Secretary Clinton has been as busy girl. Not even six weeks into the job and she has visited major allies and potential partners and is on deck to visit more within the next two weeks. Already she has earned criticism and courted controversy in her handling of issues and her style. In her most important trip to date, meeting with Chinese officials and leaders in Beijing, she has displayed great candor and pragmatism in her public comments.
When pressed to comment about how she proposed to address human rights with Chinese officials, she acknowledged that, while she would stress the need for respect of the human rights of Chinese citizens by its government, it was unlikely that the situation would change. She was immediately attacked for her comment by those who took it as a sign of a lack of commitment by Secretary Clinton to rectify human rights abuses by the Chinese government against its people. She has spent the bulk of her trip dealing with the more practical issues that face our two nations, such as environmental standards, energy usage, trade, and the nuclear situation in North Korea, but has not made human rights a prominent public issue on this visit. Personally, I do not equate a realistic approach to China and their treatment of human rights with a lack of commitment. Nowhere did Secretary Clinton say that it was the US’s intention to condone the present situation or to stand by and remain silent.
The Chinese are not likely to change overnight and any initiatives that the US would be able to bring about in the Chinese government’s handling of human rights would take place over an extended period of time. The CCP has been more successful in bringing about positive change for its people than other communist states such as the USSR, so dramatic overthrow of their system of government is unlikely. The CCP has also shown more tolerance for the creeping influx of capitalism at a rate that does not threaten the status quo, but that also makes an increasingly less isolated populace content. Over the last 50 years or so, the US has claimed to be the world’s major proponent of liberty and freedom around the world. We have told the world that self-determination of a nation’s people is a birthright granted to all and that no government should infringe on that right. We have invaded and gone to war in foreign countries and aided the civil wars of many more nations to further this belief . However, I find the paradox of this very disturbing. In Western thought, rights belong to the individual from birth. People give society authority by recognizing its importance enough to give up some these rights to the society at large, such as the rights to judge and to punish.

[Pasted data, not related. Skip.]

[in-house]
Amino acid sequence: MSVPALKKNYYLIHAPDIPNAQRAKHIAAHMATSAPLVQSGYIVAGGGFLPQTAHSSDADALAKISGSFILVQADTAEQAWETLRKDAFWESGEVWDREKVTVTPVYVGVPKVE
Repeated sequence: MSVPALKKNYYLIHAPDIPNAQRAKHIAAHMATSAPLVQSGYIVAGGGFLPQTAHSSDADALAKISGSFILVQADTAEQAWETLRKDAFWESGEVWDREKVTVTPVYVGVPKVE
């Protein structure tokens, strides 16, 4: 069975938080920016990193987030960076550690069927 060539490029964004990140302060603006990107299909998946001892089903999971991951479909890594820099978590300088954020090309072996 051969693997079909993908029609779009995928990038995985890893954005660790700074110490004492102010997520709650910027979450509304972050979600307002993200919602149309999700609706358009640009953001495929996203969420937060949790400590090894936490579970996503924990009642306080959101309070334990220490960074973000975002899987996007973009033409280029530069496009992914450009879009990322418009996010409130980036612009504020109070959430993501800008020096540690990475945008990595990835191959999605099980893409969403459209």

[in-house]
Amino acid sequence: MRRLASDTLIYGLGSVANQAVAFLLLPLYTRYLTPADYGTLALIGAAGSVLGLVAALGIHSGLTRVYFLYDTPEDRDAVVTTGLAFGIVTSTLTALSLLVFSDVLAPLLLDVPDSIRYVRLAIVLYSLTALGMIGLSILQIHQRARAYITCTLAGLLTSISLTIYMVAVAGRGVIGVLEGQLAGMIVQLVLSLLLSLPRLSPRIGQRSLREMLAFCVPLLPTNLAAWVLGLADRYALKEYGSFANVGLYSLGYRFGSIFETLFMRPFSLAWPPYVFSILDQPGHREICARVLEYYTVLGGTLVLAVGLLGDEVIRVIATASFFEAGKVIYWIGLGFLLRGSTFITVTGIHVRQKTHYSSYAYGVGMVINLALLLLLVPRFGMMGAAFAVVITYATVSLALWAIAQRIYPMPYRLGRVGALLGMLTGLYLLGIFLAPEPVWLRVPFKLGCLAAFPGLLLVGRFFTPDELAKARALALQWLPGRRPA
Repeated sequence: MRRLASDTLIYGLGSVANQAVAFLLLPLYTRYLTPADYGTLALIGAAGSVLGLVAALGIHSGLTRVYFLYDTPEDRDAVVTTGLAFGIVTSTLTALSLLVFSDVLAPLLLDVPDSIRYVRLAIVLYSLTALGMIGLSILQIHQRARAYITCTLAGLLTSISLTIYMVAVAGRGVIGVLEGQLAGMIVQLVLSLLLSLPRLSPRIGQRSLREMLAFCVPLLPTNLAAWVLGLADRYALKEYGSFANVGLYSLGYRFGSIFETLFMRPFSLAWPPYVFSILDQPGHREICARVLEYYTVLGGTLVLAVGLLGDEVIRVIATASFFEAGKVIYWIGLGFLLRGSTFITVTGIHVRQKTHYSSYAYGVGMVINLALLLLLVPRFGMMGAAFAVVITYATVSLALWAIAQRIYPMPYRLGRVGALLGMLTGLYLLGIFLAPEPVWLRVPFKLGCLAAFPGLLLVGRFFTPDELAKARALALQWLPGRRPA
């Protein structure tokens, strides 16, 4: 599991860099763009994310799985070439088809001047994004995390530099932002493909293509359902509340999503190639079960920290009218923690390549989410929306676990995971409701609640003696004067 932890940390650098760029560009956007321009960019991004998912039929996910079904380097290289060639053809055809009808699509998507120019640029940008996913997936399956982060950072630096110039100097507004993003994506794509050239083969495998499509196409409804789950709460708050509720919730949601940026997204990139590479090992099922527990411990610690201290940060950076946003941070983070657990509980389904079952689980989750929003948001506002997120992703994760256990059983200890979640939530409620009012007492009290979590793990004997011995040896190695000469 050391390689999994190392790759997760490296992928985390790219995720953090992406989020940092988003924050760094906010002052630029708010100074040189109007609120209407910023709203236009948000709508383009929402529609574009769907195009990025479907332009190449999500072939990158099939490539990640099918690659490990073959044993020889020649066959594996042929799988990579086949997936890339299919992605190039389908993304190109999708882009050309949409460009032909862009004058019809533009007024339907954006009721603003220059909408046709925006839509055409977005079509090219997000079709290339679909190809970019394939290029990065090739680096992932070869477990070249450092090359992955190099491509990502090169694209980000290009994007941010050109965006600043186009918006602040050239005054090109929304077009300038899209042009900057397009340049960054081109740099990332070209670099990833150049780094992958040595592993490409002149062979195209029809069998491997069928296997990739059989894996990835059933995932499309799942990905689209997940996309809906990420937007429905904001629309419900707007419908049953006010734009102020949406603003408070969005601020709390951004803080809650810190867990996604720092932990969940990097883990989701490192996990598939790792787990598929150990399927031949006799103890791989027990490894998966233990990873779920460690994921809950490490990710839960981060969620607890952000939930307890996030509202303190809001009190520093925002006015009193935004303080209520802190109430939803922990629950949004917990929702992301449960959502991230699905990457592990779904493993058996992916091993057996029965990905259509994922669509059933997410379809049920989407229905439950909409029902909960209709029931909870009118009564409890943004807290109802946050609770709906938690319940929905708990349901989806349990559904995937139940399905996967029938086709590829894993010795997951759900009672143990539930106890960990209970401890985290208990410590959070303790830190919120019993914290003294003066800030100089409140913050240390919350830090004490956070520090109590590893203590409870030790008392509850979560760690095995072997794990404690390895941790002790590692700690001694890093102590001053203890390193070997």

Society is not justified in taking away any of the rights remaining to the individual, because they do not have the authority to do so. Individuals are the sole holders of rights, so the needs of society do not outweigh the inalienable rights of the individual, such as life, liberty, and the pursuit of happiness. China, like many other societies and nations in this world, is far older than we are. They have cultural, religious, and societal traditions spanning over thousands of years. Unlike the Western world, Chinese culture, indeed most Asian cultures, is distinctively collectivist in nature. There are no individual rights because the individual per se has no value. A person’s value exists in relation to the whole; worth is measured by their contribution to society. If a society does not recognize the value of the individual on hies own merit, then it does not recognize the inalienable rights belonging to the individual. Does a society that does not recognize the individual lose its right of self-determination or the liberty to decide how to govern itself based on traditions that have existed for thousands of years and are at the core of its belief system just because they don’t think like us? If we believe that every nation’s people has the right to decide for itself, without intrusion, what form of government it wants, then why should the US feel justified in trying to tell other nations how they should govern themselves and what rights and value systems they should promote? While I desire to live in a country that values my rights and freedoms as an individual because that is the value system I was raised under, is it right to assume that everyone else in the world feels like me, even if the values they were raised under are different? Seems a bit self-righteous and egotistical to me. If freedom is the right of all, don’t other nations and their people have the freedom to disagree with us? Secretary Clinton, in her comments, has shown a willingness to understand that other nations with differing values than ours have different priorities. Maybe when we start practicing what we preach on a world stage instead of trying to tell everyone else how they should live, especially as our country struggles with its own issues, we would earn the right to suggest to other nations how they should govern. Until we can truly be a beacon of hope and a model of inspiration, we should just agree to disagree and respect the right of self-determination of all the nations of the world.